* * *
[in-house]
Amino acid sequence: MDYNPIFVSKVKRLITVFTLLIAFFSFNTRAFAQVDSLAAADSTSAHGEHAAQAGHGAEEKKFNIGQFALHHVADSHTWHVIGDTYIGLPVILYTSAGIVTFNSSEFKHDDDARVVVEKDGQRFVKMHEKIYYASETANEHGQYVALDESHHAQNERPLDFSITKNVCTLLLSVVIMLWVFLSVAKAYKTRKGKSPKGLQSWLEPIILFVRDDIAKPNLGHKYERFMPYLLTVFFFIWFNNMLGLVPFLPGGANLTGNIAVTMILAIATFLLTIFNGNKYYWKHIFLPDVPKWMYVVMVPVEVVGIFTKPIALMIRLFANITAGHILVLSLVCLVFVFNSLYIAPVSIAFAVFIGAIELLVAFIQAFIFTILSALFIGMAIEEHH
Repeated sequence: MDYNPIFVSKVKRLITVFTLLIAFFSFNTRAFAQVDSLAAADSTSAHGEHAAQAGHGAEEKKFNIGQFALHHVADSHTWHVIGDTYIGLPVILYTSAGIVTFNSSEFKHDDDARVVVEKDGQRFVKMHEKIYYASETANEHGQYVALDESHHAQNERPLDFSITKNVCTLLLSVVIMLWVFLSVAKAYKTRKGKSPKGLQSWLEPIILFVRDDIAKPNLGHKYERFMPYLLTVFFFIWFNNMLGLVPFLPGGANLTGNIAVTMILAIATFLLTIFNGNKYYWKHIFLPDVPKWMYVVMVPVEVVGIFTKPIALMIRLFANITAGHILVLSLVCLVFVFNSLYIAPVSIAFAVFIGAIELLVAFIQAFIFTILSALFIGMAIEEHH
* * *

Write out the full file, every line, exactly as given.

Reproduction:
[in-house]
Amino acid sequence: MDYNPIFVSKVKRLITVFTLLIAFFSFNTRAFAQVDSLAAADSTSAHGEHAAQAGHGAEEKKFNIGQFALHHVADSHTWHVIGDTYIGLPVILYTSAGIVTFNSSEFKHDDDARVVVEKDGQRFVKMHEKIYYASETANEHGQYVALDESHHAQNERPLDFSITKNVCTLLLSVVIMLWVFLSVAKAYKTRKGKSPKGLQSWLEPIILFVRDDIAKPNLGHKYERFMPYLLTVFFFIWFNNMLGLVPFLPGGANLTGNIAVTMILAIATFLLTIFNGNKYYWKHIFLPDVPKWMYVVMVPVEVVGIFTKPIALMIRLFANITAGHILVLSLVCLVFVFNSLYIAPVSIAFAVFIGAIELLVAFIQAFIFTILSALFIGMAIEEHH
Repeated sequence: MDYNPIFVSKVKRLITVFTLLIAFFSFNTRAFAQVDSLAAADSTSAHGEHAAQAGHGAEEKKFNIGQFALHHVADSHTWHVIGDTYIGLPVILYTSAGIVTFNSSEFKHDDDARVVVEKDGQRFVKMHEKIYYASETANEHGQYVALDESHHAQNERPLDFSITKNVCTLLLSVVIMLWVFLSVAKAYKTRKGKSPKGLQSWLEPIILFVRDDIAKPNLGHKYERFMPYLLTVFFFIWFNNMLGLVPFLPGGANLTGNIAVTMILAIATFLLTIFNGNKYYWKHIFLPDVPKWMYVVMVPVEVVGIFTKPIALMIRLFANITAGHILVLSLVCLVFVFNSLYIAPVSIAFAVFIGAIELLVAFIQAFIFTILSALFIGMAIEEHH